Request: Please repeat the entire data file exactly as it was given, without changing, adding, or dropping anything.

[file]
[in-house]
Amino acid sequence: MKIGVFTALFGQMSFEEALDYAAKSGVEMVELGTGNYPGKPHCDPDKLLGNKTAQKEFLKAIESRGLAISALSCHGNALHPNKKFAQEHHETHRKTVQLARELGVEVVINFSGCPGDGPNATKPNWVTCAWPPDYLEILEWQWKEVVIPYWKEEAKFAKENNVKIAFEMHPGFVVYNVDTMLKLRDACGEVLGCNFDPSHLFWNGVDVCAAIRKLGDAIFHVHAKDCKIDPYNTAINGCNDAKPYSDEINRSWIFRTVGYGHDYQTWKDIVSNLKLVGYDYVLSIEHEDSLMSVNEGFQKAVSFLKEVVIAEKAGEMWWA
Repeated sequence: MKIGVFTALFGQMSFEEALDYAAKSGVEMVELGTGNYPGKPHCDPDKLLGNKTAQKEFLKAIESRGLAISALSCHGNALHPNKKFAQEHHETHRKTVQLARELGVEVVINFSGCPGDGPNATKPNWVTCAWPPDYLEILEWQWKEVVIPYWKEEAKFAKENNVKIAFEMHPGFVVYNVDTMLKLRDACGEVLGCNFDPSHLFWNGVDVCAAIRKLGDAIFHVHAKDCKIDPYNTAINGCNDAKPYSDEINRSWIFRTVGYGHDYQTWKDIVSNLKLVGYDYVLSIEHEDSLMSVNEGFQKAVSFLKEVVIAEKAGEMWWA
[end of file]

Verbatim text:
[in-house]
Amino acid sequence: MKIGVFTALFGQMSFEEALDYAAKSGVEMVELGTGNYPGKPHCDPDKLLGNKTAQKEFLKAIESRGLAISALSCHGNALHPNKKFAQEHHETHRKTVQLARELGVEVVINFSGCPGDGPNATKPNWVTCAWPPDYLEILEWQWKEVVIPYWKEEAKFAKENNVKIAFEMHPGFVVYNVDTMLKLRDACGEVLGCNFDPSHLFWNGVDVCAAIRKLGDAIFHVHAKDCKIDPYNTAINGCNDAKPYSDEINRSWIFRTVGYGHDYQTWKDIVSNLKLVGYDYVLSIEHEDSLMSVNEGFQKAVSFLKEVVIAEKAGEMWWA
Repeated sequence: MKIGVFTALFGQMSFEEALDYAAKSGVEMVELGTGNYPGKPHCDPDKLLGNKTAQKEFLKAIESRGLAISALSCHGNALHPNKKFAQEHHETHRKTVQLARELGVEVVINFSGCPGDGPNATKPNWVTCAWPPDYLEILEWQWKEVVIPYWKEEAKFAKENNVKIAFEMHPGFVVYNVDTMLKLRDACGEVLGCNFDPSHLFWNGVDVCAAIRKLGDAIFHVHAKDCKIDPYNTAINGCNDAKPYSDEINRSWIFRTVGYGHDYQTWKDIVSNLKLVGYDYVLSIEHEDSLMSVNEGFQKAVSFLKEVVIAEKAGEMWWA